Plastic bag and film recycling in the U.S. reached a record high in 2008, recovering about 832,394,000 pounds of post-consumer film, according to a new study from the American Chemistry Council.
The report, “National Post-Consumer Recycled Plastic Bags and Film Report” (PDF), conducted by Moore Recycling Associates, finds that plastic bag and film recovery increased 28 percent since 2005, driven by several factors including greater consumer access to collection programs and new markets for the recycled materials such as backyard decking, fencing, railings, shopping carts and new bags.
The report’s findings are based on recovery data from 19 domestic processors or end-users of film material and 60 companies that export material. However, researchers note that the recycling numbers may understate actual bag and film recycling because export data was more difficult to obtain.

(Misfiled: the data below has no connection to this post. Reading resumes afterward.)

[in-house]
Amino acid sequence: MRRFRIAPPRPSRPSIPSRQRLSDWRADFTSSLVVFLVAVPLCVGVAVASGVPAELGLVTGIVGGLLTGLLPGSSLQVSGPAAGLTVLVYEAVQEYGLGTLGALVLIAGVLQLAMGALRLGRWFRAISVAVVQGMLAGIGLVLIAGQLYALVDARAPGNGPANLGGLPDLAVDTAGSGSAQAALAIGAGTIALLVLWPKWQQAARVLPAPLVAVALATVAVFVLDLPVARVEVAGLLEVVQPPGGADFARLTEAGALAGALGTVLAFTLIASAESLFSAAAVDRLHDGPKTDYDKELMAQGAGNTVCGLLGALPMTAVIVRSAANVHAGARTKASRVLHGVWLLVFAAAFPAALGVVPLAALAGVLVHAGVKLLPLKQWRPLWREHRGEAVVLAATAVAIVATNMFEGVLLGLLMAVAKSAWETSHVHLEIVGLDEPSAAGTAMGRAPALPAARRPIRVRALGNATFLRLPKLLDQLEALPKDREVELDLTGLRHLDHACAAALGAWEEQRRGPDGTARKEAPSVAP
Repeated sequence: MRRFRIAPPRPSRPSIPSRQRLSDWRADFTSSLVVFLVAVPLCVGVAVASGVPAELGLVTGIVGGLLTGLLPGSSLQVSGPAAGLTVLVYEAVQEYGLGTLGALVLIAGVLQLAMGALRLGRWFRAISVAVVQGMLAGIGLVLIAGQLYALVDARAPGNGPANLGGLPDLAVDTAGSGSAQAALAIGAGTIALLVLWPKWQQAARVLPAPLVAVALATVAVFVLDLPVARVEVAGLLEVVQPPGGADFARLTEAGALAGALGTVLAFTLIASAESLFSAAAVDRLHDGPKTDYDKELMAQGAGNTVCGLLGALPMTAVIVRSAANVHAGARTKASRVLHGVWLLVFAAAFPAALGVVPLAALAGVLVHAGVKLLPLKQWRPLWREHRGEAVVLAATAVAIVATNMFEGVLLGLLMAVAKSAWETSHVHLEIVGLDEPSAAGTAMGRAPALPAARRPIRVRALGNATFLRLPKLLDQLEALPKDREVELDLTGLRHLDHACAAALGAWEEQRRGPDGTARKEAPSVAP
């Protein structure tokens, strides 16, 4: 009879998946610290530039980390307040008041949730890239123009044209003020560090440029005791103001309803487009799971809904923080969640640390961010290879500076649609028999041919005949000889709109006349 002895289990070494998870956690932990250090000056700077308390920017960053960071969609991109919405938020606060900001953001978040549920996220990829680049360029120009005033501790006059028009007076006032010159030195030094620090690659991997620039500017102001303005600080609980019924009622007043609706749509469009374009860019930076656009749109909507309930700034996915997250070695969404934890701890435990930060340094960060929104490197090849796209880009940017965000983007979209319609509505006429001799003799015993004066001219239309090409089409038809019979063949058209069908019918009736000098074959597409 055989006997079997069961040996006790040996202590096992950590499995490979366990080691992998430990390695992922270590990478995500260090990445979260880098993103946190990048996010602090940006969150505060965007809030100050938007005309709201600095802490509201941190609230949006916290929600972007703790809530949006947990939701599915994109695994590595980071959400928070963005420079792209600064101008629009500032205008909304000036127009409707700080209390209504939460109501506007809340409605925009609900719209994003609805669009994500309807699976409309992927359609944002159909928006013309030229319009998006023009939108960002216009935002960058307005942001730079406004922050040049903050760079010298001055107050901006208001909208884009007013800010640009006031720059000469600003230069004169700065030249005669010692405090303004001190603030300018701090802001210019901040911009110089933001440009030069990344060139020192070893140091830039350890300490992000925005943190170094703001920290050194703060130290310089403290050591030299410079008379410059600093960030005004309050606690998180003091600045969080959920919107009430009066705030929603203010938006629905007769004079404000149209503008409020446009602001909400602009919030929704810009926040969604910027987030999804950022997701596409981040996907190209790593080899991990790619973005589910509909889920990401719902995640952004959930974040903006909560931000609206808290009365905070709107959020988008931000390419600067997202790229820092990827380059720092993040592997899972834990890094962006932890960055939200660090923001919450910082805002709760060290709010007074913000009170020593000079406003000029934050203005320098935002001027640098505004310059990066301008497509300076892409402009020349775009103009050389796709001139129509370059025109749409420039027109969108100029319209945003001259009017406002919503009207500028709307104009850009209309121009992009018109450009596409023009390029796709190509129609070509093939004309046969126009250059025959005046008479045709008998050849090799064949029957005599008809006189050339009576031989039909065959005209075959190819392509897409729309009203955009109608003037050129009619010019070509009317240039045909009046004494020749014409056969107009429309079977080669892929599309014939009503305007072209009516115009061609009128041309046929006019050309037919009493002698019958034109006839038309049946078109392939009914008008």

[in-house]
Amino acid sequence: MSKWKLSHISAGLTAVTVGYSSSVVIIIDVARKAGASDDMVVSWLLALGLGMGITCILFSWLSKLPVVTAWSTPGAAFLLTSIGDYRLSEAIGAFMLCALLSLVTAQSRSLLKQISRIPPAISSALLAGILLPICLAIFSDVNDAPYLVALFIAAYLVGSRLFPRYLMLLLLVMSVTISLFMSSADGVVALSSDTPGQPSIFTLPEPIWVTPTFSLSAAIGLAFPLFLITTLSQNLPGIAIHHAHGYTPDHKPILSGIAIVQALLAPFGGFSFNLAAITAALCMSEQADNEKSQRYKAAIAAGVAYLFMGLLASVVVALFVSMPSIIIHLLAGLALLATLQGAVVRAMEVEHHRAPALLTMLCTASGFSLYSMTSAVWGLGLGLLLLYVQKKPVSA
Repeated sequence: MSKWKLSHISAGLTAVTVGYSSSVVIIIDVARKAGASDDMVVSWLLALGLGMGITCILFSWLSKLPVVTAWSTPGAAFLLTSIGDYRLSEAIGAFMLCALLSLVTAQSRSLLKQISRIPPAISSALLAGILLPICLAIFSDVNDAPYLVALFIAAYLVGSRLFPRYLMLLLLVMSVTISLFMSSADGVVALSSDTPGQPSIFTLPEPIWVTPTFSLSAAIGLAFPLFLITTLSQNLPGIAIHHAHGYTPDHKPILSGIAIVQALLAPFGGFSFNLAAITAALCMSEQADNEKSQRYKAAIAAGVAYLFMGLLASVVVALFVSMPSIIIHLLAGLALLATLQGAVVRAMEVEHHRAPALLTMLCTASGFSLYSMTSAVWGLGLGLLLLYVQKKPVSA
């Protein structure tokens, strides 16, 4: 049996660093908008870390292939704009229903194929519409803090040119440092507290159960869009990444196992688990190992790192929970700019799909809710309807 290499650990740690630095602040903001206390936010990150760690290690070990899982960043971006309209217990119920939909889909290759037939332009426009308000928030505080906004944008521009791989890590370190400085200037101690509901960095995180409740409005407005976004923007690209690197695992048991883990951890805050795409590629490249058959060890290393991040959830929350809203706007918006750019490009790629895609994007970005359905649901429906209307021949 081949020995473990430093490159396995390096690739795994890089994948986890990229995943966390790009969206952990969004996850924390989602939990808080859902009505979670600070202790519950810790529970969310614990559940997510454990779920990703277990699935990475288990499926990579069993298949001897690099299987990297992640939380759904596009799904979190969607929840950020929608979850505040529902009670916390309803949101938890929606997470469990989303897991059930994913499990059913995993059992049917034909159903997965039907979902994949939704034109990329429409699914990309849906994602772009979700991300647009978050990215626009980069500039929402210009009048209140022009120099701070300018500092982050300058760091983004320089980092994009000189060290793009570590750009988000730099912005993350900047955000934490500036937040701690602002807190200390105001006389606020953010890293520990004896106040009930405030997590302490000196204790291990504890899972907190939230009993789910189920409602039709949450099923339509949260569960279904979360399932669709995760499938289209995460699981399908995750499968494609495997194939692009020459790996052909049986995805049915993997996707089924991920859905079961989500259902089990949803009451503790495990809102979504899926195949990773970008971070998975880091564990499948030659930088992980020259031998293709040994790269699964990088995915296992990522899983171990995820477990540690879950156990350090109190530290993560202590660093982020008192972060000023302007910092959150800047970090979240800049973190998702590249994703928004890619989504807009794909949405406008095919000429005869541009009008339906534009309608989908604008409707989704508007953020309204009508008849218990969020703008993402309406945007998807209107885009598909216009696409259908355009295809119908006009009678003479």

Another finding shows that the recycling programs are being led in part by plastic bag makers. As an example, the Full Circle Recycling Initiative initiated by Progressive Bag Affiliates (PBA) announced a recycling goal of 40 percent recycled content in all plastic shopping bags by 2015. The group expects to collect about 470 million pounds of recycled plastic annually for manufacturing new bags.
In addition, some states have implemented recycling rules that could spike the recycling numbers even higher. As an example, in 2008, New York’s Governor Patterson signed legislation that will require many retail stores to recycle plastic carry-out bags or face fines from the state Department of Environmental Conservation.